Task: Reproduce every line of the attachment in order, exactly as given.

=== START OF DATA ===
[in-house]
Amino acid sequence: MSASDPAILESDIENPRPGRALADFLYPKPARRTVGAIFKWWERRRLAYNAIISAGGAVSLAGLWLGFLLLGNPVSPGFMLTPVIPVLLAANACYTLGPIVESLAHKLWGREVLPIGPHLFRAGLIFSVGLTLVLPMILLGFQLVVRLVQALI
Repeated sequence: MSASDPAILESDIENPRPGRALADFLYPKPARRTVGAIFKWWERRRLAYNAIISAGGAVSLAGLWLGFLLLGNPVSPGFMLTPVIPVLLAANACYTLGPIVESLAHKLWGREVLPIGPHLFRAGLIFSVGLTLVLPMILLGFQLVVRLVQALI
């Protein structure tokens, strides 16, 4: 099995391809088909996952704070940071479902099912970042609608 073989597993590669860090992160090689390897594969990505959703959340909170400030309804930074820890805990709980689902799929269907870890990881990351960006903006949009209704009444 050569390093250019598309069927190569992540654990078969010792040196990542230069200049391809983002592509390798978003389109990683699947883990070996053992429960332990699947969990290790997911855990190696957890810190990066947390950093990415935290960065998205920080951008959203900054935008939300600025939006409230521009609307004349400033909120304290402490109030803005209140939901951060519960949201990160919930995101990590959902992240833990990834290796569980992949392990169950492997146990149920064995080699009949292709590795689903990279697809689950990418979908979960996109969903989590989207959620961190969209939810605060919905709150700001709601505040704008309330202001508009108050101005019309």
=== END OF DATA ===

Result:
[in-house]
Amino acid sequence: MSASDPAILESDIENPRPGRALADFLYPKPARRTVGAIFKWWERRRLAYNAIISAGGAVSLAGLWLGFLLLGNPVSPGFMLTPVIPVLLAANACYTLGPIVESLAHKLWGREVLPIGPHLFRAGLIFSVGLTLVLPMILLGFQLVVRLVQALI
Repeated sequence: MSASDPAILESDIENPRPGRALADFLYPKPARRTVGAIFKWWERRRLAYNAIISAGGAVSLAGLWLGFLLLGNPVSPGFMLTPVIPVLLAANACYTLGPIVESLAHKLWGREVLPIGPHLFRAGLIFSVGLTLVLPMILLGFQLVVRLVQALI
């Protein structure tokens, strides 16, 4: 099995391809088909996952704070940071479902099912970042609608 073989597993590669860090992160090689390897594969990505959703959340909170400030309804930074820890805990709980689902799929269907870890990881990351960006903006949009209704009444 050569390093250019598309069927190569992540654990078969010792040196990542230069200049391809983002592509390798978003389109990683699947883990070996053992429960332990699947969990290790997911855990190696957890810190990066947390950093990415935290960065998205920080951008959203900054935008939300600025939006409230521009609307004349400033909120304290402490109030803005209140939901951060519960949201990160919930995101990590959902992240833990990834290796569980992949392990169950492997146990149920064995080699009949292709590795689903990279697809689950990418979908979960996109969903989590989207959620961190969209939810605060919905709150700001709601505040704008309330202001508009108050101005019309």